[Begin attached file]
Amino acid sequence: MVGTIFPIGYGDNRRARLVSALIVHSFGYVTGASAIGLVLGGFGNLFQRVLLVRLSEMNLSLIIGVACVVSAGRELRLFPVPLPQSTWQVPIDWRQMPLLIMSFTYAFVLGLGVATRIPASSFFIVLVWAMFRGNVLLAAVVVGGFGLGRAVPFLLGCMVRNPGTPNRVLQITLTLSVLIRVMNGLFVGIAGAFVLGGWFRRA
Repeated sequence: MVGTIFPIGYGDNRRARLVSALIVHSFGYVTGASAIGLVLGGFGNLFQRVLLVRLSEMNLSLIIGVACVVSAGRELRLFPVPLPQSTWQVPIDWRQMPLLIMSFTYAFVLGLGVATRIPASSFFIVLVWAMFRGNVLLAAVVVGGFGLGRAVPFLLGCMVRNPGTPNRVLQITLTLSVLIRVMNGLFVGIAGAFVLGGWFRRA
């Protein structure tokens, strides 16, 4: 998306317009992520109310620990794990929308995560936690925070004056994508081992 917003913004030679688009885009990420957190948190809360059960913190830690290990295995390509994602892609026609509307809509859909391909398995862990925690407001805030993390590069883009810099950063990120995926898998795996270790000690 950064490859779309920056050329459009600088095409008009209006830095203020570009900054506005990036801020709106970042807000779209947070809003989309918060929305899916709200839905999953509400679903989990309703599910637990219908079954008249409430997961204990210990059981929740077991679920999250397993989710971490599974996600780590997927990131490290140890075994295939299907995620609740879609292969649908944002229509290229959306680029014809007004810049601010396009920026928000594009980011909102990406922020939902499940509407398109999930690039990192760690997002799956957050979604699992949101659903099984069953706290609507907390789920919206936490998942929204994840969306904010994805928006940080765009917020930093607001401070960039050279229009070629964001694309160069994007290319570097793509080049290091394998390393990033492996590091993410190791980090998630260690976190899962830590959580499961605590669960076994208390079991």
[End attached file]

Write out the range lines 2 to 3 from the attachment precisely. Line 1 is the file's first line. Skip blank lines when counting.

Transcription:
Repeated sequence: MVGTIFPIGYGDNRRARLVSALIVHSFGYVTGASAIGLVLGGFGNLFQRVLLVRLSEMNLSLIIGVACVVSAGRELRLFPVPLPQSTWQVPIDWRQMPLLIMSFTYAFVLGLGVATRIPASSFFIVLVWAMFRGNVLLAAVVVGGFGLGRAVPFLLGCMVRNPGTPNRVLQITLTLSVLIRVMNGLFVGIAGAFVLGGWFRRA
């Protein structure tokens, strides 16, 4: 998306317009992520109310620990794990929308995560936690925070004056994508081992 917003913004030679688009885009990420957190948190809360059960913190830690290990295995390509994602892609026609509307809509859909391909398995862990925690407001805030993390590069883009810099950063990120995926898998795996270790000690 950064490859779309920056050329459009600088095409008009209006830095203020570009900054506005990036801020709106970042807000779209947070809003989309918060929305899916709200839905999953509400679903989990309703599910637990219908079954008249409430997961204990210990059981929740077991679920999250397993989710971490599974996600780590997927990131490290140890075994295939299907995620609740879609292969649908944002229509290229959306680029014809007004810049601010396009920026928000594009980011909102990406922020939902499940509407398109999930690039990192760690997002799956957050979604699992949101659903099984069953706290609507907390789920919206936490998942929204994840969306904010994805928006940080765009917020930093607001401070960039050279229009070629964001694309160069994007290319570097793509080049290091394998390393990033492996590091993410190791980090998630260690976190899962830590959580499961605590669960076994208390079991």